The Western chorus advising firms to “de-risk” their supply chains from China has grown all year. It got so bad that on Tuesday that Vice Premier Li Qiang struck back.

“We are willing to build closer production and industrial supply-chain partnerships with all countries,” Li told the first China International Supply Chain Expo, adding that foreign firms need to be “more wary of the challenges and risks brought about by protectionism and uncontrolled globalization.”

At this year’s CIO Summit, U.S.-China Economic and Security Review Commissioner Jacob Helberg spoke with the WSJ’s Christopher Mims about the relationship between China and the U.S. They talked about how a significant amount of the world’s technology hardware is built in China. Photo: Florence Lo/Reuters

Don’t miss: How digitized supply chains can help cut waste and CO2 emissions

Also: White House claims credit for lower inflation as Biden convenes supply-chain council

Even the number of students going to China has cratered. More than 11,000 Americans studied in China in 2019. That number has fallen to a mere 350 this year, according to the U.S. Embassy in Beijing.

China is attempting to stanch these outflows — sometimes desperately.

In August, China announced a 24-point plan to attract foreign investment and improve the country’s business environment, particularly in key sectors, such as tech and biomedicine. China said it would “expand channels for foreign capital inflows” for eligible foreign investors,” but gave few concrete details.

 As foreign investment continued to shrink, officials made more overtures.

From the archives (June 2023): Foreign companies are shifting investment out of China, business group says

Don’t miss: India, Vietnam and Mexico are picking up the pieces of China’s broken economy

At the recent APEC summit in San Francisco, President Xi Jinping himself addressed the issue. “We will further shorten the negative list on foreign investment and fully ensure national treatment for foreign investors,” he said.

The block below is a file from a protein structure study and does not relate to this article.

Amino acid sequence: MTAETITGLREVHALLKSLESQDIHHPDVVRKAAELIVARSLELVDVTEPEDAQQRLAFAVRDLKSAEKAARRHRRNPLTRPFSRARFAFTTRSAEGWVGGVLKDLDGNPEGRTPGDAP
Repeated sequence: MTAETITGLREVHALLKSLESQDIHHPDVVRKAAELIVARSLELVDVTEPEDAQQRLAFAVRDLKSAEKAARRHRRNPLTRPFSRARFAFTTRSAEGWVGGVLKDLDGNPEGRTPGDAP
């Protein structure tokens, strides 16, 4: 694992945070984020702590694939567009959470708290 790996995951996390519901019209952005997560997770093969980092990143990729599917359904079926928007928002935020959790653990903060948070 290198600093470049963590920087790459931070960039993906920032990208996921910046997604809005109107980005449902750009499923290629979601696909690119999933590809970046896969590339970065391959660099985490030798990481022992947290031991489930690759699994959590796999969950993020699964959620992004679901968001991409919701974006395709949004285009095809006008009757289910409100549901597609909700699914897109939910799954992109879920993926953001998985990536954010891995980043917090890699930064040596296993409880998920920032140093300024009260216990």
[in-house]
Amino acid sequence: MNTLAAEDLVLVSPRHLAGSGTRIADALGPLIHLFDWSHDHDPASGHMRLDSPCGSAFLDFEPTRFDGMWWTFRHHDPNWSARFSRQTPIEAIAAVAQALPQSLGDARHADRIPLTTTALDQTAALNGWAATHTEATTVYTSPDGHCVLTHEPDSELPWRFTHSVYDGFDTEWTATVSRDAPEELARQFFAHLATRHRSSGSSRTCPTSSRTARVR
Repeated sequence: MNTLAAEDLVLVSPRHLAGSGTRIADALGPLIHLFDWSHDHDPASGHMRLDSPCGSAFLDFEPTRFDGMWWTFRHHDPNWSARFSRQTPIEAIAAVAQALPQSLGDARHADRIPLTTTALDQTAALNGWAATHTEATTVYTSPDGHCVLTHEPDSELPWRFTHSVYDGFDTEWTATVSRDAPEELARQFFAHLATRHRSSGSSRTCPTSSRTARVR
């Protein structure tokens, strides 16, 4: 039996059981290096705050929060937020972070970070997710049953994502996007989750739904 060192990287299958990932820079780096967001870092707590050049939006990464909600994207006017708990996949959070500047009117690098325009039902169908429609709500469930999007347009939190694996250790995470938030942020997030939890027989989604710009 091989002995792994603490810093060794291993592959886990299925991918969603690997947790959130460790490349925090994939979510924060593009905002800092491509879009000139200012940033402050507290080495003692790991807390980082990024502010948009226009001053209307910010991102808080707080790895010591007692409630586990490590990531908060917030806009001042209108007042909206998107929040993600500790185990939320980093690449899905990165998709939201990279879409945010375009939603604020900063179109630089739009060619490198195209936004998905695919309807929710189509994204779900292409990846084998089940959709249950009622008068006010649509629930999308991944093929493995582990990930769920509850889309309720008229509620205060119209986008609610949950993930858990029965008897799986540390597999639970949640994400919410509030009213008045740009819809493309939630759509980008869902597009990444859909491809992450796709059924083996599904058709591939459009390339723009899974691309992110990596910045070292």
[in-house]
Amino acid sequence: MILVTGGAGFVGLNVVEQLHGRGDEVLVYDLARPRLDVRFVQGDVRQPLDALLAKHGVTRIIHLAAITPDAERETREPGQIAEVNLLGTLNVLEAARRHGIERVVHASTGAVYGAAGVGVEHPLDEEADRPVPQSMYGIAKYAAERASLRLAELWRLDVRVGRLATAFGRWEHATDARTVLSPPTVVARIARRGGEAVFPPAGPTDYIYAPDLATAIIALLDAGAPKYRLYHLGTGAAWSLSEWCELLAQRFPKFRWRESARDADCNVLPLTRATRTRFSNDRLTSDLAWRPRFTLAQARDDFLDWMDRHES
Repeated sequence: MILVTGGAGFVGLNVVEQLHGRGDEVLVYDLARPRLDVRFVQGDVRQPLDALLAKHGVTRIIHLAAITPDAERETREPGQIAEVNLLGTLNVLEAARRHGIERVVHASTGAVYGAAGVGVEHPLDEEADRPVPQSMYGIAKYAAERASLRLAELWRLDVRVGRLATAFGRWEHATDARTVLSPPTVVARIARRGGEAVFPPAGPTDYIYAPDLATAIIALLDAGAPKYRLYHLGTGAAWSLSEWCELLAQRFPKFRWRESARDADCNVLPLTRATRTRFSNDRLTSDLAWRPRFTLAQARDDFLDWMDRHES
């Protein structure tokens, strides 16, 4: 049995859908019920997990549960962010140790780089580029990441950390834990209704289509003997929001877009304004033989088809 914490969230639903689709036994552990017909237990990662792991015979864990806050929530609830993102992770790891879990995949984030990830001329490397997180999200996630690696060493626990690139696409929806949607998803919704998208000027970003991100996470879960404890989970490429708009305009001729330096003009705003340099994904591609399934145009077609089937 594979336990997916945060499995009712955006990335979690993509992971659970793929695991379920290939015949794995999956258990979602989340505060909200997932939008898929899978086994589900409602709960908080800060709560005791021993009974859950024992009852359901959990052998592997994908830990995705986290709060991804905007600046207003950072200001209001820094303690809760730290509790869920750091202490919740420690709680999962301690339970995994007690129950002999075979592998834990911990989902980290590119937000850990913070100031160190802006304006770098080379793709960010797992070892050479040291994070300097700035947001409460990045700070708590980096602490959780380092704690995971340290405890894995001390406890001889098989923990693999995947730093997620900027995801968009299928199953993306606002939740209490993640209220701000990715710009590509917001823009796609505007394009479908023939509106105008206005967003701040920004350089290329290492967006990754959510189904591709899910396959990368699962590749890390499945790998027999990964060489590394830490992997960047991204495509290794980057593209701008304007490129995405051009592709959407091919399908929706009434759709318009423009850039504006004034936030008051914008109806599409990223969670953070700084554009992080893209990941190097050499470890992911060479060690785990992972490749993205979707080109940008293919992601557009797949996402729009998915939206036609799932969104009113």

China will also improve policies to help foreigners’ entry and stays in China, including removing barriers in financial, medical and digital payment services, he said, again without supplying many details.

See: Apple’s iPhone 15 still sees strong demand, especially in China, analyst says

The problems are too big and China’s remedies too small to make a substantial difference, said Peter Petri, a professor of international finance at Brandeis University.

“Uncertainty about U.S.-China relations is the reason many U.S. companies are pulling out of China, and turning that around will take years of a generally positive environment,” he said. “None of this will solve China’s immediate short-term economic challenges.”

Tanner Brown covers China for MarketWatch and Barron’s.

More dispatches from Tanner Brown:

U.S. businesses operating in China are confused and worried. Here’s why.

China’s property woes offer a window into the demise of the country’s boom times

Walmart keeps head above water in China as local supermarkets eat themselves alive

China’s economy is suffering, and consumers won’t open their wallets — except to see movies

China’s youth job market is a nightmare. It’s changing the face of the country.